One of the things about these songs you all know, is that you probably know them so well you’ve never really looked closely at them.
I could sing along to the whole of this track, but it turns out, I’ve always had a lot of nadsat style incomprehensible lyrics that I’ve just powered through. Thinking about it now, I must have just assumed it was sub linguistic vocalisations.
But it turns out there are actual lyrics throughout.
Did you know this song was about a guy called Steve?
Steve’s a badass though.
Steve walks warily down the street,
with his brim pulled way down low
Ain’t no sound but the sound of his feet,
machine guns ready to go
After Roger broke the funk seal with fun it, John takes it the rest of the way, adapting a bassline from Chic (after spending some time with them in the studio), and creating a loop that later got mashed with the same by the Grandmaster.
It’s obviously irresistible, and it feels pointless me describing it, because it’s simple and ubiquitous enough that you know it already. It’s pleasingly sparse, with a combination of synth effects and reversed piano adding tiny moments of texture, often pulled away sharply.
The core drum beat is just a simple rigid loop, and mixes blissfully with a particular Boards of Canada track, in one of my favourite mashups to pull off. It’s great, it makes the song feel haunted and lonely in a way that undermines its core aggression.
In traditional narratives, the success of this one song paves the way for the downfall of the band, luring them to try and make more disco inflected music, that further alienates their core rock audience.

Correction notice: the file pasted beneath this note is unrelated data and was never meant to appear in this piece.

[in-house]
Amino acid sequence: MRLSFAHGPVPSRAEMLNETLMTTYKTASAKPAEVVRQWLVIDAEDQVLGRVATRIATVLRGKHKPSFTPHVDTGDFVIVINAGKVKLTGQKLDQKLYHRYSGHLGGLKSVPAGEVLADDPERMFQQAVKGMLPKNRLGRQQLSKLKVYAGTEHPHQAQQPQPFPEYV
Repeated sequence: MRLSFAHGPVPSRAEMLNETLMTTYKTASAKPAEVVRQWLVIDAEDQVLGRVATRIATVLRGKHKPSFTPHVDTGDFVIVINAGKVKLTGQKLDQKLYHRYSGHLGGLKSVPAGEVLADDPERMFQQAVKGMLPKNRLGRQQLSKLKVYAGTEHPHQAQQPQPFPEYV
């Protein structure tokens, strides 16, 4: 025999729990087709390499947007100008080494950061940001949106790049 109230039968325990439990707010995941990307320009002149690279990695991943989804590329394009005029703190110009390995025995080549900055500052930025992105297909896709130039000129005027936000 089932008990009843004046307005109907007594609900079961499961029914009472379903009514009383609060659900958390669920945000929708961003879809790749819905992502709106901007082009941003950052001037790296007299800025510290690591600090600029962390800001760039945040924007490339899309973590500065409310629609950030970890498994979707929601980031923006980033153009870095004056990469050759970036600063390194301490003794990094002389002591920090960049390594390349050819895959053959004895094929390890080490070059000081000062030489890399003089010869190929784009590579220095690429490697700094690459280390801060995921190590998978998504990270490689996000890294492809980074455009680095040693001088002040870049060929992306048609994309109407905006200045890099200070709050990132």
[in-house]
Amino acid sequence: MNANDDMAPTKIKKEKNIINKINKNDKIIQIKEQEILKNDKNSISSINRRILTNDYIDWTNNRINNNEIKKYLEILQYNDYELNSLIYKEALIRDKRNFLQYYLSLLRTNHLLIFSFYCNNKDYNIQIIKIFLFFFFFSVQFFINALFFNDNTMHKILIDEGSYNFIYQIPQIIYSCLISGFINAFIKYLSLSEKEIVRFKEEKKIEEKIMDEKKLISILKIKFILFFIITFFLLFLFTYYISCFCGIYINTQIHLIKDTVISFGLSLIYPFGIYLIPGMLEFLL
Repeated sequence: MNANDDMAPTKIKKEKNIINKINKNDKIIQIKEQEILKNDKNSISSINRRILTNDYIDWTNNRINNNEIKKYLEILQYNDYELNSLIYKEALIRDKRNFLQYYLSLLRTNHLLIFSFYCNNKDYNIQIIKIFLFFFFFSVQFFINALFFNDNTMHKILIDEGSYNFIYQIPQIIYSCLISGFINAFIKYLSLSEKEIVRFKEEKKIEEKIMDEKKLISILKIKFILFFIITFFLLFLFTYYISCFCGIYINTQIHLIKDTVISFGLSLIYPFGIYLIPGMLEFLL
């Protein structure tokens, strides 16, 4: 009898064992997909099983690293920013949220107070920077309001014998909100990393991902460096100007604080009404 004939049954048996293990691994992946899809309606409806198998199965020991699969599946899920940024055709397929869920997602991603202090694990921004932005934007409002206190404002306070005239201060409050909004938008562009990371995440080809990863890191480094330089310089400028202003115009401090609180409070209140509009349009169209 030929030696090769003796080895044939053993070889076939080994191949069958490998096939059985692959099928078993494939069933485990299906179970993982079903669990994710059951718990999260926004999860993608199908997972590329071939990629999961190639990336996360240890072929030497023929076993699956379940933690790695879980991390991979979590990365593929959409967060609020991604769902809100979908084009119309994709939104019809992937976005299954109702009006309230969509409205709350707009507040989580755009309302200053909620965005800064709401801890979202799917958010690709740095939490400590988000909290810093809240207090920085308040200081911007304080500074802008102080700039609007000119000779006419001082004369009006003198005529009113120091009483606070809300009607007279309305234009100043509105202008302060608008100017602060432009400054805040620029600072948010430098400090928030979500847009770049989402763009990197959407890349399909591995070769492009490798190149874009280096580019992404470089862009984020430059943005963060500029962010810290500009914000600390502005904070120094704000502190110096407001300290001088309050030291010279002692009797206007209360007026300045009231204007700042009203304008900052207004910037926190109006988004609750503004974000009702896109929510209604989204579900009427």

I don’t know if I buy it, but I suspect I’m going to like Hot Space more than most. For me Queen have always been bringing together disparate tones and noises. Perhaps this is them at their most appropriative, in many ways, and we should highlight that, but for me, it feels more likely the beginning of their Berlin era. (Or their Munich, more precisely). Sure, they aren’t experimenting in the way Bowie did (at least on the records), but they are pulling apart their core sound, and redefining what Queen could be. This song is iconically Queen, but it sounds like little else they’ve done. Fun it is weirder, and later funk and disco tracks lack the anger and steel of this. And everything else sounds more directly like pop or rock or a tiny opera.
There is a raw sound here. Unlike anything we’ve heard from John before, this is sharp and precise and faintly brutal.
Out of the doorway the bullets rip
To the sound of the beat
It’s a fight scene set to music. A gangster film with a disco beat. It’s a dark and dangerous thing. It’s aggressive, defiant and pointedly brutal.
It all breaks down into its component parts, and Freddie’s yelps and bellows marry up with the abstracted noises and effects.
I quite like the way Freddie’s pacing matches the other elements of the track forever, whether he’s rapid firing along with the funk guitar, or imitating the weirder noises of the backing track, or just vocalising the bassline.
It means this stripped back and naked piece of music becomes a vessel for Freddie. It’s John’s track, but that doesn’t mean Freddie isn’t synonymous with every aspect. I almost feel like an instrumental version would be pointless, because Freddie is so interwoven with it. He is the fabric of this song, as immediate as the bass itself.
It’s too familiar now to imagine how striking it must have sounded on the first listen. It’s too engrained in our culture. They used to chant it on bloody Gladiators.
But I’d love to have heard it fresh. Known what it would feel like to hear this band suddenly pull their own rug out from under them, and rocket to the dizziest heights of success as a result.
It’s not my favourite track, but it’s damn striking.
And utterly unforgettable.
Queen: An Exploded Diagram is me having big and little thoughts about every Queen song in chronological order. If you want to support me, making it more financially viable and easier to explain to people at parties, please back my patreon.
Illustration by Emma.